Reflections and Decisions

“Have these hills always been this beautiful?” wondered Dave as he looked down onto the valley below.

He knew they had. His wonder came as much from years of apparent lack of appreciation for his surroundings as they did from the picturesque scenery itself. As a small scale gentleman farmer in the Appalachian Mountains, Dave had often spend his days toiling over one project of another. There was always something to do on a farm after all, whether it was the beans needing picking, the peaches needing pruning or a horse that needed shoeing. His days often started before sunrise and did not end until well past sunset.

Dave had been doing the chores of a farmer for as long as he could remember. The homestead on which he currently resided with his wife and children was a 200 acre plot that had been passed down through generations of Smith’s dating back to the 1700s when his great-great-great-great-grandfather had carved out a little farmhouse on the mountainside soon after his arrival to the North American continent.

“What are you thinking about?” asked Jill, Dave’s wife, as she walked up to him with a hot cup of coffee and a smile. Jill was an attractive woman in her early 40’s who had been by Dave’s side for all of their adult lives. He was her biggest fan, and her his.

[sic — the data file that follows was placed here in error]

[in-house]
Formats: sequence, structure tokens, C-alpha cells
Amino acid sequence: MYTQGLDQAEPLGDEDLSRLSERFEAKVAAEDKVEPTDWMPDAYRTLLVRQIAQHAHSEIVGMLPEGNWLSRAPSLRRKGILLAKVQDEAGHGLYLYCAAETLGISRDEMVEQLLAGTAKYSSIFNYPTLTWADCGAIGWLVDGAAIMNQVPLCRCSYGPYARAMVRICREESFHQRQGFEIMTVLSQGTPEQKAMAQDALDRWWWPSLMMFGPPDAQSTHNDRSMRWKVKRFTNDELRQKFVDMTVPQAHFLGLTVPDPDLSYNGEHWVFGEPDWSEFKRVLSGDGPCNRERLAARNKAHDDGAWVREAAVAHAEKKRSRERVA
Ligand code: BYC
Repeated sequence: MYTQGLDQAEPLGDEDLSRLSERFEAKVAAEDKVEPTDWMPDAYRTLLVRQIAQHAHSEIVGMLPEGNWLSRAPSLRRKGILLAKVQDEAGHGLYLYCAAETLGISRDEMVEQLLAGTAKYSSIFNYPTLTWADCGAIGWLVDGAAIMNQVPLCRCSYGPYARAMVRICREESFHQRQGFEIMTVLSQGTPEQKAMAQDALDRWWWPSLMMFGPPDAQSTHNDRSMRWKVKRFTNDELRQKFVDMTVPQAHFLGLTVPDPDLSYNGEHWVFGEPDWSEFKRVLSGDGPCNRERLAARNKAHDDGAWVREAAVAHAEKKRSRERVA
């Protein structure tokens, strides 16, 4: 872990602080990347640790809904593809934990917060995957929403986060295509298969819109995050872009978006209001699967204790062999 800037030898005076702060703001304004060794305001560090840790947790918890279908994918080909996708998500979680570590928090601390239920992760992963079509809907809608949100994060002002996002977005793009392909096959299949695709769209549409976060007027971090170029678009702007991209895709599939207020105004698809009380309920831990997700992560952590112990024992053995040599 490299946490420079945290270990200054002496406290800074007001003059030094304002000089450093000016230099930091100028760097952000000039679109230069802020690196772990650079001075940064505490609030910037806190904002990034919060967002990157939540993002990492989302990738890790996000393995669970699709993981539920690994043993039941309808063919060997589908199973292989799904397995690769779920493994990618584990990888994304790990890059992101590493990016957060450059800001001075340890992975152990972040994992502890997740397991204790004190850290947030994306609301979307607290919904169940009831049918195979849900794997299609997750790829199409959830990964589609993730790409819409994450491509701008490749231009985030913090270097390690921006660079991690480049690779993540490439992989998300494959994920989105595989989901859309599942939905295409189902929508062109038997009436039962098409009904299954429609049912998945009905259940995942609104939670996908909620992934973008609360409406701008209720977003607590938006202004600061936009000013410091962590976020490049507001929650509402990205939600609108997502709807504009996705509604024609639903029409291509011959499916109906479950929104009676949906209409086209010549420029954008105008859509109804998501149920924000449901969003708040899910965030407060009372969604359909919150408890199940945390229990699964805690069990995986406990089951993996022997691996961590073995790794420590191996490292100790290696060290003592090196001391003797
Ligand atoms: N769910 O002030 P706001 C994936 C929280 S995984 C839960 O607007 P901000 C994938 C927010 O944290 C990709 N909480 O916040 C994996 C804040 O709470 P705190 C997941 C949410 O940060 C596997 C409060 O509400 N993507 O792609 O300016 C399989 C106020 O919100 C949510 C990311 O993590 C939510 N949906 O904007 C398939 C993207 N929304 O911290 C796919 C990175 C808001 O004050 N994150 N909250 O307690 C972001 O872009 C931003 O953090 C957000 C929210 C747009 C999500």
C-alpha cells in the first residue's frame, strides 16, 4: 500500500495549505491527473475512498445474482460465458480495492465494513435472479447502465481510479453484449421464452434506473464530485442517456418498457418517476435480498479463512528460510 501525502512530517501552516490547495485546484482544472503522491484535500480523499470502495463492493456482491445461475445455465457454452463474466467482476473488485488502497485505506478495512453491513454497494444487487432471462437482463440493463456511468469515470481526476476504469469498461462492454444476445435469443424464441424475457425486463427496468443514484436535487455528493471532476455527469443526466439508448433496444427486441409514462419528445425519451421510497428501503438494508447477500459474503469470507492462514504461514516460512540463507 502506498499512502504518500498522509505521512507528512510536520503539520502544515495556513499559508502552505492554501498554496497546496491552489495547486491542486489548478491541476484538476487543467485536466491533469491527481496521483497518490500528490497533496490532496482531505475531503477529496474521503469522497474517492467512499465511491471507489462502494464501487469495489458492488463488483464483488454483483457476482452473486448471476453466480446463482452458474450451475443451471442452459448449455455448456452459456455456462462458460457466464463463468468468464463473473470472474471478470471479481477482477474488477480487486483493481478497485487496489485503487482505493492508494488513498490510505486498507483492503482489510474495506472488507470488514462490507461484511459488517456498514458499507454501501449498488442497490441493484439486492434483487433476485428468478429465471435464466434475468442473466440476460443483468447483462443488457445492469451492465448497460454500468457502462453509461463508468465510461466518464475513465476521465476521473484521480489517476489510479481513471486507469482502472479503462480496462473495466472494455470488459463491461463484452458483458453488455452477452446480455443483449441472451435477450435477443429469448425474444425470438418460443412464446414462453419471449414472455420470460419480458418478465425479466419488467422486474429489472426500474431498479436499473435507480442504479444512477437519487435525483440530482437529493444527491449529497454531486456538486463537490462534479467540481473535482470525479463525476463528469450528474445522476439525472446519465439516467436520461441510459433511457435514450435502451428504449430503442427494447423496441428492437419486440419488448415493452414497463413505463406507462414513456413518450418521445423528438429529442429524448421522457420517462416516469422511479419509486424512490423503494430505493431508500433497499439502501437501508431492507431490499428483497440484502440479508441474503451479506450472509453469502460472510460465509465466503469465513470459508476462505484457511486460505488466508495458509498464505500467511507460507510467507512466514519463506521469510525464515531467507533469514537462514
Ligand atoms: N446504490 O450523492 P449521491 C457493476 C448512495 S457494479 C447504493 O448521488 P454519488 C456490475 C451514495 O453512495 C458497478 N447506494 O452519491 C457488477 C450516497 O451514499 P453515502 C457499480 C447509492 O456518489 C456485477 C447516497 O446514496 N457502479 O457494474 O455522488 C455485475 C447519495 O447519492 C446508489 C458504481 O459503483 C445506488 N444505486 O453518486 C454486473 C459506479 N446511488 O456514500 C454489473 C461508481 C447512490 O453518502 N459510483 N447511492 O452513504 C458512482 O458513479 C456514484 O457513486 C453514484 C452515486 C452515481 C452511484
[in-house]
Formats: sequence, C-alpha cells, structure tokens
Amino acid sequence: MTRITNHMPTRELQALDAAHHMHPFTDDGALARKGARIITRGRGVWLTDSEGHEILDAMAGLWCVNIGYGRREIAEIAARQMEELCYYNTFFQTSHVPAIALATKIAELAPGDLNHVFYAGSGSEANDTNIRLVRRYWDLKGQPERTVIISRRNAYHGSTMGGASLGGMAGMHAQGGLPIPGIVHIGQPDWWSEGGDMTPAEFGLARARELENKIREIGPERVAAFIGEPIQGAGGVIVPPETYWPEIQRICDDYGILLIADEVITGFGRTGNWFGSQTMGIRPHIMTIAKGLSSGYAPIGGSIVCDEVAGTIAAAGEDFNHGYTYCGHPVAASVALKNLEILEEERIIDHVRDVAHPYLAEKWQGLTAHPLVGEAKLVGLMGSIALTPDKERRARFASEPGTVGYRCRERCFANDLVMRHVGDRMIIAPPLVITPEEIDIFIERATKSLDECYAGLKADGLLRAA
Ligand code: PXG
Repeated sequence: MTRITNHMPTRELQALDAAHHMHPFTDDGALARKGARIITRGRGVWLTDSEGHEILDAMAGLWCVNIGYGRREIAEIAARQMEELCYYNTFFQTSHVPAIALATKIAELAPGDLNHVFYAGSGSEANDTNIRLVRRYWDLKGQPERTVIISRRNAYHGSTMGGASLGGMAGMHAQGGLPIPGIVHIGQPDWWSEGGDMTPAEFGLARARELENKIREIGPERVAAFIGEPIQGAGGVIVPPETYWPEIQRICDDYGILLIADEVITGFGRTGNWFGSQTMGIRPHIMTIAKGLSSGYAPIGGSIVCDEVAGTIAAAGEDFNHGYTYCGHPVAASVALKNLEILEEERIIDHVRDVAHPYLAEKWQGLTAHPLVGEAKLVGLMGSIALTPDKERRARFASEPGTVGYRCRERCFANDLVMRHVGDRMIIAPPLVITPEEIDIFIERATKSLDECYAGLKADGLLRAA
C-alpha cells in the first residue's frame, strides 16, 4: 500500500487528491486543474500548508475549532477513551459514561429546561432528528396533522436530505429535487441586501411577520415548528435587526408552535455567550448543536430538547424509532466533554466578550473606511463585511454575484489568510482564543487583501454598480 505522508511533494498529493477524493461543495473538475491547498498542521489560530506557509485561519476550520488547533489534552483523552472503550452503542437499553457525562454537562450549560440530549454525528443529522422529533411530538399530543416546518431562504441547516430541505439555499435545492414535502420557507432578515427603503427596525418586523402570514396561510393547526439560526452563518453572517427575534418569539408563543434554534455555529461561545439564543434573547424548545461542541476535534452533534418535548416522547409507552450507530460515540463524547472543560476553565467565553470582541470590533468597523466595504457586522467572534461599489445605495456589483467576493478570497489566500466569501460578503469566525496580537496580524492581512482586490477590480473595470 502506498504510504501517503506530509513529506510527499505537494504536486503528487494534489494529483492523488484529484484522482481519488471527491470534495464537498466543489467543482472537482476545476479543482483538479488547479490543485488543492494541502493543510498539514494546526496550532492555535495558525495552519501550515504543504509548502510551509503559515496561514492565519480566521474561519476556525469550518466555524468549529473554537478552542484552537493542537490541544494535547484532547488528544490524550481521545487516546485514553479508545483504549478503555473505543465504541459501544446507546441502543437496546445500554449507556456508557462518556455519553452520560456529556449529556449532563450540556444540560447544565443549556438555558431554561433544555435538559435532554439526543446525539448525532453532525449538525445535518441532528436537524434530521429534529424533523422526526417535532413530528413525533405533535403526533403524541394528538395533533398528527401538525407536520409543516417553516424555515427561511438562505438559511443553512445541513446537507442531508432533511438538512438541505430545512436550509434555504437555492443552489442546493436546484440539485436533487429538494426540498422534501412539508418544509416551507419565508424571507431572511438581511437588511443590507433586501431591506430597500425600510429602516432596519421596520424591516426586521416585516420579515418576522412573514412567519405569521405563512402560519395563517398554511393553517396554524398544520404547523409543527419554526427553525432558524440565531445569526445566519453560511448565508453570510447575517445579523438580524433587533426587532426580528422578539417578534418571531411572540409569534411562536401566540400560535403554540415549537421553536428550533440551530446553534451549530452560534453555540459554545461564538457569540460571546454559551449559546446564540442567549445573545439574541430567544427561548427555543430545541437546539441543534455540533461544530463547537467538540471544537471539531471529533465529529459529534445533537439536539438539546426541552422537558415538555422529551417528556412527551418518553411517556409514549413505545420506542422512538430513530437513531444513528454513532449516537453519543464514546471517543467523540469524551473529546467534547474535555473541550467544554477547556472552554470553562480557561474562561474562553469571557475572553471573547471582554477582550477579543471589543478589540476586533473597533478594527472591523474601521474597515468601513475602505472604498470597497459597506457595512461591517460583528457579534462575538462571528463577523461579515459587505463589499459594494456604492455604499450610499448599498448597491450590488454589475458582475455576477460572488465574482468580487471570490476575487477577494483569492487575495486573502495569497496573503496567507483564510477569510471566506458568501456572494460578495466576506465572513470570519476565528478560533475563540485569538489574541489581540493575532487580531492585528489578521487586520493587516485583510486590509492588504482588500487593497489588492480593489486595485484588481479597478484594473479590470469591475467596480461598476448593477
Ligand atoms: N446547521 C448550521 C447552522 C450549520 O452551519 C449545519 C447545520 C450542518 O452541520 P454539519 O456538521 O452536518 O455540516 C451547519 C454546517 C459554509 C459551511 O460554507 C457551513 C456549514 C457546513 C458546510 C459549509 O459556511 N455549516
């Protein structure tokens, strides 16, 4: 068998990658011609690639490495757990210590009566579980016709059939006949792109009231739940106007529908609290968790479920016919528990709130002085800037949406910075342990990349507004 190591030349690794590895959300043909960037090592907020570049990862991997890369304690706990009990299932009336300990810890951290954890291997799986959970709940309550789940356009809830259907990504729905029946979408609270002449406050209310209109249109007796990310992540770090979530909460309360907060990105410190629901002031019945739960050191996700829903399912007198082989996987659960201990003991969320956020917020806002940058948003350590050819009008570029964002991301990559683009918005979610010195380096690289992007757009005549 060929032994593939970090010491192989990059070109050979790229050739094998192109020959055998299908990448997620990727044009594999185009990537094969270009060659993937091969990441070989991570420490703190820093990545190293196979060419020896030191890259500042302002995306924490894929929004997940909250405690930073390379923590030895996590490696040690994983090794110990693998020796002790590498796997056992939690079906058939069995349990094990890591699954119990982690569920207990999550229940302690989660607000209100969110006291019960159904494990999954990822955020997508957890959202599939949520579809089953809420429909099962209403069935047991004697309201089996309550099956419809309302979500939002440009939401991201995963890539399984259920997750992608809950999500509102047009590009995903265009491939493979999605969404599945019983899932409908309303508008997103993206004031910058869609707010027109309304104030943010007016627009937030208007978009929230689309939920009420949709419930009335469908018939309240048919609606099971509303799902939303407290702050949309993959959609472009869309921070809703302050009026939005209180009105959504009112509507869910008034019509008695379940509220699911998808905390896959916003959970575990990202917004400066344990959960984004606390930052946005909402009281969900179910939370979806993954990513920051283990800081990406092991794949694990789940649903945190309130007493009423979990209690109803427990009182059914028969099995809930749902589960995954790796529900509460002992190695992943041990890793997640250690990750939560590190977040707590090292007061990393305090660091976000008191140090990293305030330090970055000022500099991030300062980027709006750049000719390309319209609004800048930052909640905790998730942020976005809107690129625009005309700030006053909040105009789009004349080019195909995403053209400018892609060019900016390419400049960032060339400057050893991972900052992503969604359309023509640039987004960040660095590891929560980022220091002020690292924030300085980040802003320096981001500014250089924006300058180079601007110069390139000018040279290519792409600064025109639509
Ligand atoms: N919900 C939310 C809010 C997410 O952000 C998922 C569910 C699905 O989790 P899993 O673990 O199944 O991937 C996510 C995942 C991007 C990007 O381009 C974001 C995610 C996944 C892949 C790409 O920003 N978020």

“Who says I’m thinking about anything?” asked Dave with a grin and a wink.

“You can’t fool me, Dear” replied Jill. “I’ve known you much too long for that. Besides, I can never get within 20 feet of you with a cup of coffee without you hounding me for a sip.” She returned his grin and wink, and raised him a playful swat on his backside as he helped to lighten the load of her coffee cup by his designated half.

“I know that’s right baby,” he replied. “ I couldn’t sneak anything past you in I wanted to. You know all my tells.”

“So, care to let me in on what you’re thinking?”

“I was just out here wondering if this valley has always been this beautiful. I mean, look at it, we can see for miles and miles in every direction. I know this sounds crazy, but I feel like I am seeing it for the first time.”

“You don’t sound crazy to me, Honey” replied Jill. “I understand exactly what you are saying. Ever since we got that letter, I’ve been seeing things in a different light as well. That visit with the lawyer definitely confirms that there may be something to this.”

Just last week, Dave had received a letter in the mail from a real estate investment group who had offered to buy his entire 200 acre farm hold for 10,000 per acre. Dave thought that it was a joke, or one of those scams he had seen on dateline. Who would really have $2 million to spend on his little farm. He and his wife and kids were able to scratch out a comfortable enough living on the farm, but no where near that type of money. He thought that with an offer like that, there had to be some type of scam involved. Apparently, he was wrong about that. According to the lawyer who had left his business card with him not 30 minutes earlier, the offer was not a misprint. The lawyer told Dave that his clients were buying up large tracts of land in the area and had plans to turn this area into the next Pigeon Forge. The lawyer ever went as far as to tell Dave that his land holding was pivotal in the plans of the investment group, and without it, they weren’t sure that the project could move forward. He was a nice enough guy, and definitely wasn’t trying to make a hard sell, but this was definitely not the type of decision that Dave and Jill could make without some serious thought.